The mental health toll and trauma as a result of these transphobic messages has been staggering for myself (despite me being in Canada), and trans folks worldwide. Even if these bills get overturned or shut down, damage has still been done. Data from The Trevor Project shows that when anti-trans legislation is proposed, crisis calls from LGBTQIA+ youth, and particularly trans youth, skyrocket. And it’s no wonder, because what kind of message are we supposed to receive when these kinds of anti-trans movements gain traction? It tells us that who we are is inherently wrong, and what makes us feel happy and OK is wrong. It tells us that we don’t deserve to be who we are.

Fifty-two percent of trans youth considered suicide in 2021, far greater than any other demographic segment, and 94% of LGBTQIA+ youth said politics has a negative impact on their mental health.

As I become more comfortable in my own gender identity, and see the beauty in my transness, the limitlessness of being gender nonconforming, and the freedom of living exactly who I am, I struggle to reconcile my small world with the systemic and societal structures that make it exceedingly difficult to be who I am.

While my mental health has improved drastically since accepting myself and finding acceptance in my communities, I cannot remain unaffected by the violence my trans siblings are constantly subject to. Black trans women are for more likely to be murdered than white, cis women, and five times more Black trans people have experienced homelessness than the general population. When the trans community is subject to higher levels of violence, homelessness, unemployment, and harassment, it’s no wonder it becomes harder to be who you are.

I carry a lot of privileges — I can choose to pretend to be a woman in spaces where I need to preserve my safety, and I have a job and a home, but I always carry that fear with me. I fear for my future, my safety, and for the safety of the trans community. I fear that one day, being who I am, will come at much too high a cost. But yet, I know progress has been made, and I’m reminded of my friend Lisa’s words, who said:“’We stand on the shoulders of giants’ is said to mean that we see farther, understand more, and reach higher than ever thanks to those who came before us and did the work. Usually said with gratitude, I think, but I can’t help but think about how, in this context, the shoulders of those giants are tired, and many are dead. We stand on the graves of our guardians. We stand on the scars of our siblings.” I am eternally grateful for each of those giants who made it safer and more acceptable than before for me to be who I am.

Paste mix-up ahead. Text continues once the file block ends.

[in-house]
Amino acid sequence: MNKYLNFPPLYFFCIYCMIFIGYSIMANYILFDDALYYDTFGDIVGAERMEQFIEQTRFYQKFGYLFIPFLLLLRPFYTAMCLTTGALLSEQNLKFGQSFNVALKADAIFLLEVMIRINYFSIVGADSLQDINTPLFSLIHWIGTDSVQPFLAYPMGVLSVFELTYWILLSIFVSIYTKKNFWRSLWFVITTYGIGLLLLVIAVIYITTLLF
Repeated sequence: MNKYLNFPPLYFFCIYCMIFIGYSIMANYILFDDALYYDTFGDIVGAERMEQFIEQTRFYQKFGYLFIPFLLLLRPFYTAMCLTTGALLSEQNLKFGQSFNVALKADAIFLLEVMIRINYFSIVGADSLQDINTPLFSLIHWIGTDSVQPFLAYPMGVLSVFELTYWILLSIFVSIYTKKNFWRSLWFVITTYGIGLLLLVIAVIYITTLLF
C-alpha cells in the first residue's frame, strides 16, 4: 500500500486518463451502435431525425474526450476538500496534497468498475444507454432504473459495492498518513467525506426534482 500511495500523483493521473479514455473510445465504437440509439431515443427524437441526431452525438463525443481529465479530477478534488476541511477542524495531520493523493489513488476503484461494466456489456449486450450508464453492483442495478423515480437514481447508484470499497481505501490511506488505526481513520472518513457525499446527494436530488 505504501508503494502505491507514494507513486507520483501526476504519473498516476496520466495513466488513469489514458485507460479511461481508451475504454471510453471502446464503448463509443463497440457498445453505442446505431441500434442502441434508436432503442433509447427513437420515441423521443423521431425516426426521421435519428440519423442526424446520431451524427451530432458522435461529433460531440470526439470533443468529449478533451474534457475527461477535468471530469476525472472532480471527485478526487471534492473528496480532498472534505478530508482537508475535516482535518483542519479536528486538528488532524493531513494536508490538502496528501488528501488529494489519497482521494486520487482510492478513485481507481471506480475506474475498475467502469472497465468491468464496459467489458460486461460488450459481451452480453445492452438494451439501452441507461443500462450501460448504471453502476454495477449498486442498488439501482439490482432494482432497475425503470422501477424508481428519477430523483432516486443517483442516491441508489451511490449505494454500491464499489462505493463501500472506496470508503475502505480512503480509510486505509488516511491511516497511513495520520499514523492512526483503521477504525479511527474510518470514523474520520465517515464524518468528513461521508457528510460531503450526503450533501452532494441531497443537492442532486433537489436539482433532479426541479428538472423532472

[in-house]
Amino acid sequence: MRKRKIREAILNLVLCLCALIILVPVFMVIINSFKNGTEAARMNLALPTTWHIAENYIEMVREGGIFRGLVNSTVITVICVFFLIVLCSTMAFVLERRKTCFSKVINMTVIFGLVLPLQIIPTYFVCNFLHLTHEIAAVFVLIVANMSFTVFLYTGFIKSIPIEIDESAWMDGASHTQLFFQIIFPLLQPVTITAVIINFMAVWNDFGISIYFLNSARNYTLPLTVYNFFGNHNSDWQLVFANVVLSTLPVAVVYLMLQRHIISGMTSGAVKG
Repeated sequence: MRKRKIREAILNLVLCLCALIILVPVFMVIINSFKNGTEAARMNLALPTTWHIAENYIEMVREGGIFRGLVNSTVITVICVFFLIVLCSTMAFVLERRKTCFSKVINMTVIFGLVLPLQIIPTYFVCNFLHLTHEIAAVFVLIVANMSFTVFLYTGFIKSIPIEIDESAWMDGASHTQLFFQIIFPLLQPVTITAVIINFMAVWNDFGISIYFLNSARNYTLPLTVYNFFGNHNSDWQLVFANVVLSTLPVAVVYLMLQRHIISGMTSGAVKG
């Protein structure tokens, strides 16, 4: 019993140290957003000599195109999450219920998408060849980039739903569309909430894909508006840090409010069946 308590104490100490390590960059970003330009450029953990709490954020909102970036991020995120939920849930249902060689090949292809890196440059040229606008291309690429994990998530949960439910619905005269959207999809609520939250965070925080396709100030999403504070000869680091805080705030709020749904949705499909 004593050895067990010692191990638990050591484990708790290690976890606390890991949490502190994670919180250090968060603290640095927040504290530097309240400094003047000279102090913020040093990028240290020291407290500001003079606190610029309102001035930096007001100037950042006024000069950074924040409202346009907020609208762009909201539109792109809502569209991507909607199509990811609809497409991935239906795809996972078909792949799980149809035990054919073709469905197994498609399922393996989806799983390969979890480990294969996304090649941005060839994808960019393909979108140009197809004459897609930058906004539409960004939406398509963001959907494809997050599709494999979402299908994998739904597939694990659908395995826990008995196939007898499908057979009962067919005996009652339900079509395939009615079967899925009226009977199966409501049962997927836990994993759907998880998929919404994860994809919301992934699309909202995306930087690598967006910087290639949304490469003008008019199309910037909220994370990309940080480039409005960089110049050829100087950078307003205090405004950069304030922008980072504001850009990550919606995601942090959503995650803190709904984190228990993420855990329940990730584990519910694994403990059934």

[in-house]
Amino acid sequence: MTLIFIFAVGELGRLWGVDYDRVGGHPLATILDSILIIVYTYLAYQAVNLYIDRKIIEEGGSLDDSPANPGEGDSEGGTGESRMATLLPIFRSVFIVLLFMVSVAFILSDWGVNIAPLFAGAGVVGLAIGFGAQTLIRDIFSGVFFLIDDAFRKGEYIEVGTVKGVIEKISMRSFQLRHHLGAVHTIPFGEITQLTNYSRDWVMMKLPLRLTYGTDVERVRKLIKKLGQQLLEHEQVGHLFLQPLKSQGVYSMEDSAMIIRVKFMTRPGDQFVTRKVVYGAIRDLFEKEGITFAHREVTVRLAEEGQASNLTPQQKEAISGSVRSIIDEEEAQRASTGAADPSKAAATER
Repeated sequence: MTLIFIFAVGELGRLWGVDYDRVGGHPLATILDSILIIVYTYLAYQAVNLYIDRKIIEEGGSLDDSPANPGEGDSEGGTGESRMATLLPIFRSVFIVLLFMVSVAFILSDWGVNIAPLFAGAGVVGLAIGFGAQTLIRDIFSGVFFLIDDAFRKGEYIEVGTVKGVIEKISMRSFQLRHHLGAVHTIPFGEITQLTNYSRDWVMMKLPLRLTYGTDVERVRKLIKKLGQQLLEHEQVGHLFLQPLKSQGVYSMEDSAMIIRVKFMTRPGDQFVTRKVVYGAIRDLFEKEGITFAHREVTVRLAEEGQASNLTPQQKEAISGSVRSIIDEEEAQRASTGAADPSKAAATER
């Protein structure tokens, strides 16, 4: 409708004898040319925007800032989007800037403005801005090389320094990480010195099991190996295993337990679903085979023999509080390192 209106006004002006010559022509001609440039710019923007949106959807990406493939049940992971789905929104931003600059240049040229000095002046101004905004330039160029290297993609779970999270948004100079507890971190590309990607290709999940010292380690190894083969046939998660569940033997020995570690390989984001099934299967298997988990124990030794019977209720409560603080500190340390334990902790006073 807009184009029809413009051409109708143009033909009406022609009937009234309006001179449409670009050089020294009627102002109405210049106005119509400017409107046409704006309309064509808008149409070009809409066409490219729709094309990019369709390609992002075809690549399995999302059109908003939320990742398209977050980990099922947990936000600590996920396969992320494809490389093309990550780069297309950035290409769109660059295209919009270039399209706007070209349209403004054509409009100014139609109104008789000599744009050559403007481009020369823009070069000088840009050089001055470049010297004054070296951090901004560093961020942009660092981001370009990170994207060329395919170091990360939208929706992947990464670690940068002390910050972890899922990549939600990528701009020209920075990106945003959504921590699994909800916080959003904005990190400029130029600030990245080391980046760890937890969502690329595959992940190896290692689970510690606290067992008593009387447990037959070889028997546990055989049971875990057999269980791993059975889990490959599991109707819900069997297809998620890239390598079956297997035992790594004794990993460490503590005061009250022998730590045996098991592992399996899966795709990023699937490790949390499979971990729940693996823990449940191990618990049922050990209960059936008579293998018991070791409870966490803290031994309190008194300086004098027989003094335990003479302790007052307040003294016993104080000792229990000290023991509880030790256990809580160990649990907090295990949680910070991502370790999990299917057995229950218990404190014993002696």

I still get scared sometimes. I make my voice higher pitched, or when trying colognes I say I’m shopping for my brother. Sometimes I wonder if it’s worth it to be who I truly am. The answer is yes, it is worth it. We deserve to feel safe and accepted for who we are. Being gender nonconforming has been, and will always be, one of the best parts of who I am, and one day, the rest of the world will see that, too.

Getty image by bortonia